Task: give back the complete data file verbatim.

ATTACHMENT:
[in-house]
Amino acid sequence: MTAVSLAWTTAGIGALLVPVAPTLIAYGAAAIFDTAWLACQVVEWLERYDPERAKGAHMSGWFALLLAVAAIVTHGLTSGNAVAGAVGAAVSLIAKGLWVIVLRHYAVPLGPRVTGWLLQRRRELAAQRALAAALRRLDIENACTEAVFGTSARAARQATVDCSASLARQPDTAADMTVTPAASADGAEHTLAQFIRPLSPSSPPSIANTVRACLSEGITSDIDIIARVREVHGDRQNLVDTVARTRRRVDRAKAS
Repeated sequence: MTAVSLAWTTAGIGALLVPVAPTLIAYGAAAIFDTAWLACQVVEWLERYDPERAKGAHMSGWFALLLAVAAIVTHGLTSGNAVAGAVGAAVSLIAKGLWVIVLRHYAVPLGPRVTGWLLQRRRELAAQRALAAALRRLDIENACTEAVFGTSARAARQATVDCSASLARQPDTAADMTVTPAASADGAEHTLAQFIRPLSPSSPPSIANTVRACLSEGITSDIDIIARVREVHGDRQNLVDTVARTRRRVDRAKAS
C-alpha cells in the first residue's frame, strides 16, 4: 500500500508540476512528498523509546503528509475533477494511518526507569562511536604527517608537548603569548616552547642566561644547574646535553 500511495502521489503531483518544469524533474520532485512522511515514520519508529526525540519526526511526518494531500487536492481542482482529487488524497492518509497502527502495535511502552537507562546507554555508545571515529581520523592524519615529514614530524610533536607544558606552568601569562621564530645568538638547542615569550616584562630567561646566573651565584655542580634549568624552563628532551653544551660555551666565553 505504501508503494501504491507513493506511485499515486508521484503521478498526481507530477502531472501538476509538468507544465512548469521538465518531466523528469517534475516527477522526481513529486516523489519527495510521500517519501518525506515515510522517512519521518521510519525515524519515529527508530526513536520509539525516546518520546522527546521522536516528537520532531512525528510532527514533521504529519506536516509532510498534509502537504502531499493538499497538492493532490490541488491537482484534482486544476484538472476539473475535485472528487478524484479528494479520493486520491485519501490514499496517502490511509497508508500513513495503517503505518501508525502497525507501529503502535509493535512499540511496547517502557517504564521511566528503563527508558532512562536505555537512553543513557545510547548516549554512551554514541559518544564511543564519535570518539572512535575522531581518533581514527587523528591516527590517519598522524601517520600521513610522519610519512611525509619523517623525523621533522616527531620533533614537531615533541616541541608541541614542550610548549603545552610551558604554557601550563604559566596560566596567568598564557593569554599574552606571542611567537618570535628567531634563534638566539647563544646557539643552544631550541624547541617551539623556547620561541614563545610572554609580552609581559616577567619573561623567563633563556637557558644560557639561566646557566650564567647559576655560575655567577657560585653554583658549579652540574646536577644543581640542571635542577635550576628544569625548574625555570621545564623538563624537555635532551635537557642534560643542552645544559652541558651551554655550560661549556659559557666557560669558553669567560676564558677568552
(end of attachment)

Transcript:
[in-house]
Amino acid sequence: MTAVSLAWTTAGIGALLVPVAPTLIAYGAAAIFDTAWLACQVVEWLERYDPERAKGAHMSGWFALLLAVAAIVTHGLTSGNAVAGAVGAAVSLIAKGLWVIVLRHYAVPLGPRVTGWLLQRRRELAAQRALAAALRRLDIENACTEAVFGTSARAARQATVDCSASLARQPDTAADMTVTPAASADGAEHTLAQFIRPLSPSSPPSIANTVRACLSEGITSDIDIIARVREVHGDRQNLVDTVARTRRRVDRAKAS
Repeated sequence: MTAVSLAWTTAGIGALLVPVAPTLIAYGAAAIFDTAWLACQVVEWLERYDPERAKGAHMSGWFALLLAVAAIVTHGLTSGNAVAGAVGAAVSLIAKGLWVIVLRHYAVPLGPRVTGWLLQRRRELAAQRALAAALRRLDIENACTEAVFGTSARAARQATVDCSASLARQPDTAADMTVTPAASADGAEHTLAQFIRPLSPSSPPSIANTVRACLSEGITSDIDIIARVREVHGDRQNLVDTVARTRRRVDRAKAS
C-alpha cells in the first residue's frame, strides 16, 4: 500500500508540476512528498523509546503528509475533477494511518526507569562511536604527517608537548603569548616552547642566561644547574646535553 500511495502521489503531483518544469524533474520532485512522511515514520519508529526525540519526526511526518494531500487536492481542482482529487488524497492518509497502527502495535511502552537507562546507554555508545571515529581520523592524519615529514614530524610533536607544558606552568601569562621564530645568538638547542615569550616584562630567561646566573651565584655542580634549568624552563628532551653544551660555551666565553 505504501508503494501504491507513493506511485499515486508521484503521478498526481507530477502531472501538476509538468507544465512548469521538465518531466523528469517534475516527477522526481513529486516523489519527495510521500517519501518525506515515510522517512519521518521510519525515524519515529527508530526513536520509539525516546518520546522527546521522536516528537520532531512525528510532527514533521504529519506536516509532510498534509502537504502531499493538499497538492493532490490541488491537482484534482486544476484538472476539473475535485472528487478524484479528494479520493486520491485519501490514499496517502490511509497508508500513513495503517503505518501508525502497525507501529503502535509493535512499540511496547517502557517504564521511566528503563527508558532512562536505555537512553543513557545510547548516549554512551554514541559518544564511543564519535570518539572512535575522531581518533581514527587523528591516527590517519598522524601517520600521513610522519610519512611525509619523517623525523621533522616527531620533533614537531615533541616541541608541541614542550610548549603545552610551558604554557601550563604559566596560566596567568598564557593569554599574552606571542611567537618570535628567531634563534638566539647563544646557539643552544631550541624547541617551539623556547620561541614563545610572554609580552609581559616577567619573561623567563633563556637557558644560557639561566646557566650564567647559576655560575655567577657560585653554583658549579652540574646536577644543581640542571635542577635550576628544569625548574625555570621545564623538563624537555635532551635537557642534560643542552645544559652541558651551554655550560661549556659559557666557560669558553669567560676564558677568552